Madeira Terrace is the platform that runs from the Aquarium Terraces all the way to Duke's Mound, almost 3,000 feet. It is 25 feet wide. It was built in the 1890s and is a classic example of the Victorian love of cast iron.
The platform is supported by cast iron columns, and impressive cast iron lattice work form arches between the columns. At the centre of each arch is a cast iron figurehead of either Neptune or Aphrodite. The paved area under the Terrace is officially known as Madeira Walk, though few would want to walk there today, except perhaps to escape the rain.
Madeira Terrace is a listed structure, and therefore must be preserved. While it is used for promenading a little, it could hardly be said to be attractive. It's main function is as a viewing platform for the various events that are staged along the Drive.
It was repainted in 2007, and while that is welcome, there is so much more that needs to be done to make it a genuine attraction. Its shrubbery is overgrown, benches are broken, the rendering on the cliif face is crumbling, the staircases need attention. In short, it is a scene of partial dereliction.
It is an historic structure in need of a contemporay function, one that can justify a lot of expenditure in improving it.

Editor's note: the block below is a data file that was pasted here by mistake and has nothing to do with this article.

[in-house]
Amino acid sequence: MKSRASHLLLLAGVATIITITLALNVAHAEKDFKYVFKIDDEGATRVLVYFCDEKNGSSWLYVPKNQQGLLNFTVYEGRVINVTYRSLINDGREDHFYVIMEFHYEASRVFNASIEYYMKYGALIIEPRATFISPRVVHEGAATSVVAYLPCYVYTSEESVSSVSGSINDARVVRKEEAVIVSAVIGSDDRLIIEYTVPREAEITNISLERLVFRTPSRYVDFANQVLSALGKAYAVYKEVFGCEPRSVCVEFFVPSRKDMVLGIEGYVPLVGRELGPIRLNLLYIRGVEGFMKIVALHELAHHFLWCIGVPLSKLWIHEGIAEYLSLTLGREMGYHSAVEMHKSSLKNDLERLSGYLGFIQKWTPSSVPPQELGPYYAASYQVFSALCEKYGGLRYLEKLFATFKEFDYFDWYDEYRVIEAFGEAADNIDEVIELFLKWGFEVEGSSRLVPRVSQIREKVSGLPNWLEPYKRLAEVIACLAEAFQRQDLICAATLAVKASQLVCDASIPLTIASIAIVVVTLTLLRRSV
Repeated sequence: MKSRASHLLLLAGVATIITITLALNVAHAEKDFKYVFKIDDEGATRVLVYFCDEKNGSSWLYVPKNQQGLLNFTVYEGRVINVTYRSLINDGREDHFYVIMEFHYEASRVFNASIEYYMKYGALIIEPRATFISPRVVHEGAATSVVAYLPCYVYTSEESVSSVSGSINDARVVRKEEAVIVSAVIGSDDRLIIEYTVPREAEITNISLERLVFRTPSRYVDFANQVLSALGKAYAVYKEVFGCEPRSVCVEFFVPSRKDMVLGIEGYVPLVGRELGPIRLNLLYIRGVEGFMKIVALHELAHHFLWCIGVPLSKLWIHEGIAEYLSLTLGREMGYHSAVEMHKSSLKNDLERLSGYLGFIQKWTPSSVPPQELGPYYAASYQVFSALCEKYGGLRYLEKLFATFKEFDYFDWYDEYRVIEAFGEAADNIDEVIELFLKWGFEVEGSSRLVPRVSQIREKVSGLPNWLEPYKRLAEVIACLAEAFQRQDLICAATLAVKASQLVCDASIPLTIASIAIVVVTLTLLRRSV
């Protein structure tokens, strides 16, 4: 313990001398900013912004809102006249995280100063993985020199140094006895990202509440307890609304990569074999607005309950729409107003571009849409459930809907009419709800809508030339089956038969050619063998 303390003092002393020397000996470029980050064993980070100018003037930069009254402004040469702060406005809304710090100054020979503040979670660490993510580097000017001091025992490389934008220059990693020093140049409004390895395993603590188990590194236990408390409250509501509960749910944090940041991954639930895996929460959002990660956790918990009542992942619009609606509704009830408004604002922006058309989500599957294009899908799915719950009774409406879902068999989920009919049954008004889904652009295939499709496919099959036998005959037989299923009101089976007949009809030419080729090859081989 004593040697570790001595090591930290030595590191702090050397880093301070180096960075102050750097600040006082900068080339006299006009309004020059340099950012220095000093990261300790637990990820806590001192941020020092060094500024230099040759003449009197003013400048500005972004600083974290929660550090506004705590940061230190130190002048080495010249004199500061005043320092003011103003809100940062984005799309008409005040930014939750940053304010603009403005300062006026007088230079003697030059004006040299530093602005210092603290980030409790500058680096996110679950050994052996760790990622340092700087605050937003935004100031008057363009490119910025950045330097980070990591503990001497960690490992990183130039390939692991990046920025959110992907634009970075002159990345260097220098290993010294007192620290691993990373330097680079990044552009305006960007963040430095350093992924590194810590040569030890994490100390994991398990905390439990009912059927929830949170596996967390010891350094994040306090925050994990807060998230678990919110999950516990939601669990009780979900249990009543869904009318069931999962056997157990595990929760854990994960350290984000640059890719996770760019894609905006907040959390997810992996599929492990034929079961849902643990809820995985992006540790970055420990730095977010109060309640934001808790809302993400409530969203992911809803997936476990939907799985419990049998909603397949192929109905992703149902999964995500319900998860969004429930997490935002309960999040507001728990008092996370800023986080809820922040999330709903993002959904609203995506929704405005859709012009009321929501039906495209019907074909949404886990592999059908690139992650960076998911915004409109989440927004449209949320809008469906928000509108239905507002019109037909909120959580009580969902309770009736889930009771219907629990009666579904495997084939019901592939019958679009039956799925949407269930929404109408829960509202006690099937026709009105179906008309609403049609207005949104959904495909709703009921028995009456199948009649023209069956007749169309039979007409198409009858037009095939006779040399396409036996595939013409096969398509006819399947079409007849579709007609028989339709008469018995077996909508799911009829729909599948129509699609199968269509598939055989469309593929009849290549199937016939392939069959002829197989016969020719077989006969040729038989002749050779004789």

Madeira Terrace is in need of major repairs and remains closed to the public. The massive reduction in local authority funding from central government means that the city council is unable to repair the structure, even though its condition deteriorates year on year.
In 2015 it was proposed by some business leaders and the Brighton and Hove Heritage Commission, which was formed in 2014, that the city should seek World Heritage status for the city's seafront, but reports suggest that the city council is unconvinced by the idea.
In December 2015 3-metre high security fencing replaced the existing temporary fencing along the length of the terrace. Clearly, Madeira Terrace is not going to be renovated any time soon. It is likely it will remain closed to the public for many years to come.